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had been no storms when the Lorient steamed away from Cherbourg.

And what of the pale-faced girl in black who had given these letters to me, saying that my own heart would teach me where to place them?

I felt in my pockets for the letters where I had thrust them all crumpled and wet. They were there, and I decided to turn them over to the police. Then I thought of Cusick and the City Hall Park and these set my mind running on Jamison and my own work,-ah! I had forgotten that, I had forgotten that I had sworn to stir Jamison's cold, sluggish blood! Trading on his fiancée's reported suicide, or murder! True, he had told me that he was satisfied that the body at the Morgue was not Miss Tufft's because the ring did not correspond with his fiancée's ring. But what sort of a man was that !-to go crawling and nosing about morgues and graves for a fullpage illustration which might sell a few extra thousand papers. I had never known he was such a man. It was strange too-for that was not the sort of illustration that the Weekly used; it was against all precedent-against the whole policy of the paper. He would lose a hundred subscribers where he would gain one by such work.

"The callous brute!" I muttered to myself, "I'll wake him up-I 'll

I sat straight up on the bench and looked stead

ily at a figure which was moving toward me under the spluttering electric light.

It was the woman I had met in the Park.

She came straight up to me, her pale face gleaming like marble in the dark, her slim hands outstretched.

"I have been looking for you all day-all day," she said, in the same low thrilling tones,— "I want the letters back; have you them here?"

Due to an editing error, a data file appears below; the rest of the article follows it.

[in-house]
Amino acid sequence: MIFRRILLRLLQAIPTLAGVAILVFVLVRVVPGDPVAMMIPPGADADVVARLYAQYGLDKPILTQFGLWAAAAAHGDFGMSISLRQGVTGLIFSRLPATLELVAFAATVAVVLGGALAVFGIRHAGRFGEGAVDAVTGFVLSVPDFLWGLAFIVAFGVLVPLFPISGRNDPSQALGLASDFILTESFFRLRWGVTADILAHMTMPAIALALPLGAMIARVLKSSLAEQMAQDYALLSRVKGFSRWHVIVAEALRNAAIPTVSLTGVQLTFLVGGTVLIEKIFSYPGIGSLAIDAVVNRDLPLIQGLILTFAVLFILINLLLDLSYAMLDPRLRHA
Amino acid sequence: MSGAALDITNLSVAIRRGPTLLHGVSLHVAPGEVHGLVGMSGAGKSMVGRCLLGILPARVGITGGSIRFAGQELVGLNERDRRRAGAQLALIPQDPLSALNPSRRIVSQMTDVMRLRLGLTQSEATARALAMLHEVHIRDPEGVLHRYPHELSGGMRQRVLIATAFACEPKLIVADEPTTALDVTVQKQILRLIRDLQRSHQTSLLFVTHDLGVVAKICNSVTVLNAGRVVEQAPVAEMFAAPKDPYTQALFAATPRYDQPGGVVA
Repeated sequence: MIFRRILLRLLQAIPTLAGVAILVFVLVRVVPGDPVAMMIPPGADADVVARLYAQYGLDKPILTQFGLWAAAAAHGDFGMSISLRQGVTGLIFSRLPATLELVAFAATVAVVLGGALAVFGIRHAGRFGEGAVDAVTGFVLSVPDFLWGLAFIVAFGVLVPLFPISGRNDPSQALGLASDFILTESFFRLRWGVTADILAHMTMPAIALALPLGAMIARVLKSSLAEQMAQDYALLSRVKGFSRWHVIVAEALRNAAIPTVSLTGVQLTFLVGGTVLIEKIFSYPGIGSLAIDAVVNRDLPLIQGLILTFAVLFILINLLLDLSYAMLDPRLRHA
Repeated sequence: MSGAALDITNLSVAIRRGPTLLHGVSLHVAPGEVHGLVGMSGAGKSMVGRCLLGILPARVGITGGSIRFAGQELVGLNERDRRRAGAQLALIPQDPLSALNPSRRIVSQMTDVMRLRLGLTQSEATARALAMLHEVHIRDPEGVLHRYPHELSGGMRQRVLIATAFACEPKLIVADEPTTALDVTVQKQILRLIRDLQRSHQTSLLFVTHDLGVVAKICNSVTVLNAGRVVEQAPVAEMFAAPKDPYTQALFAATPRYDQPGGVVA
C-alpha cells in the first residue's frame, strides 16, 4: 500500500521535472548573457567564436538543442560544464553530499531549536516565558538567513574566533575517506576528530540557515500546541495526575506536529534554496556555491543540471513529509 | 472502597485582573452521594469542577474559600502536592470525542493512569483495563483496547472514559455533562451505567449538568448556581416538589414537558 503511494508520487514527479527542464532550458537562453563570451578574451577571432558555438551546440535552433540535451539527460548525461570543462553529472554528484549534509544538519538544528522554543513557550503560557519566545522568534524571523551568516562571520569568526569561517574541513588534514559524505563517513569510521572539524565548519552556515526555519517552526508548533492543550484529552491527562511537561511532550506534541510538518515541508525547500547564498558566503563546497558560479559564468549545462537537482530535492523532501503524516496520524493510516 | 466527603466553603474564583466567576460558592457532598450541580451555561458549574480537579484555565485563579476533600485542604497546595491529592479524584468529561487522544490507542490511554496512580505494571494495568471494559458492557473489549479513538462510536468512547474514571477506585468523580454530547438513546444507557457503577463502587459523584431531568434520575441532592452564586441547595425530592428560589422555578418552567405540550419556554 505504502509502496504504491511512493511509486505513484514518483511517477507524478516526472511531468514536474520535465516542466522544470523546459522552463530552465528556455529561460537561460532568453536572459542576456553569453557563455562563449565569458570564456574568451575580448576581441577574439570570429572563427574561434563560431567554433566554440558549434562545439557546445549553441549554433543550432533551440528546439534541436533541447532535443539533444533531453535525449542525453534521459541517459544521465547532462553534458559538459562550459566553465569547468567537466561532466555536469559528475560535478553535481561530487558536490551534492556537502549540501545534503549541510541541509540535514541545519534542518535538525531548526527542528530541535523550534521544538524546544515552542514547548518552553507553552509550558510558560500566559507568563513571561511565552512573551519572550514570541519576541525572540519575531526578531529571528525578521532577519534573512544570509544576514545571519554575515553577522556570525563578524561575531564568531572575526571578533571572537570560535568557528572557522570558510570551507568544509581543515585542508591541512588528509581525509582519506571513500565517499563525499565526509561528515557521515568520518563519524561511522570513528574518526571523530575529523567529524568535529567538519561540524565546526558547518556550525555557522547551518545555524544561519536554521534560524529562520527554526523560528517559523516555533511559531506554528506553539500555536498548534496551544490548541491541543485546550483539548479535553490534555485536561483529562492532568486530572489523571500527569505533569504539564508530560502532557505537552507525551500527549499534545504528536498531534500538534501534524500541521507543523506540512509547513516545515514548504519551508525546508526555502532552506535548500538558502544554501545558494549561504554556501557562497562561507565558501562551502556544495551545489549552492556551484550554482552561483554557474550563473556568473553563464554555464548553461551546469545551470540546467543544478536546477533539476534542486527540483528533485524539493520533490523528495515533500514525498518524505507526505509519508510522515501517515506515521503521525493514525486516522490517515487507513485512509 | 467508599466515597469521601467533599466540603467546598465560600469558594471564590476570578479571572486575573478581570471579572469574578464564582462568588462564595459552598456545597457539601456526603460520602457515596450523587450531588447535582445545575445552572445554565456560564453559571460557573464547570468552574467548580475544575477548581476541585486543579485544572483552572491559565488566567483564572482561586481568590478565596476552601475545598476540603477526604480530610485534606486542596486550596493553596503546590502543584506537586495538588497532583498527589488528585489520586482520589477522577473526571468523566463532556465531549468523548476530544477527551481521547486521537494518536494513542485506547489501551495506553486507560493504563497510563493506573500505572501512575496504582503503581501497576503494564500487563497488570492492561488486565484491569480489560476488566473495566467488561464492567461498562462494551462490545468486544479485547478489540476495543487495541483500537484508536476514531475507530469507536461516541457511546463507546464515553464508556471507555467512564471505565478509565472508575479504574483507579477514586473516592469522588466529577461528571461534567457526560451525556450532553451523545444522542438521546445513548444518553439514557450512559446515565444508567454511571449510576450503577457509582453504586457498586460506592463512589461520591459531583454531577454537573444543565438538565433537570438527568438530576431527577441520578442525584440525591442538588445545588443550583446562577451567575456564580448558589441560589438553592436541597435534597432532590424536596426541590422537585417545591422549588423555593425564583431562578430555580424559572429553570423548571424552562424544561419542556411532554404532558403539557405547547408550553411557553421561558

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"Yes," I said, I have them here,-take them in Heaven's name; they have done enough evil for one day!"

She took the letters from my hand; I saw the ring, made of the double serpents, flashing on her slim finger, and I stepped closer, and looked her in the eyes.

"Who are you?" I asked.

"I? My name is of no importance to you," she answered.

"You are right," I said, "I do not care to know your name. That ring of yours

"What of my ring?" she murmured.

"Nothing, a dead woman lying in the Morgue wears such a ring. Do you know what your letters have done? No? Well I read them to a miserable wretch and he blew his brains out !'' "You read them to a man!" "I did. He killed himself." "Who was that man?" "Captain d'Yniol"

With something between a sob and a laugh she seized my hand and covered it with kisses, and I, astonished and angry, pulled my hand away from her cold lips and sat down on the bench.

"You need n't thank me," I said sharply; "if I had known that,-but no matter. Perhaps after all the poor devil is better off somewhere in other regions with his sweetheart who was drowned, yes, I imagine he is. He was blind and ill,-and broken-hearted." "Blind?" she asked gently. "Yes. Did you know him?” "I knew him."

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And his sweetheart, Aline?"

"Aline," she repeated softly," she is dead. I come to thank you in her name."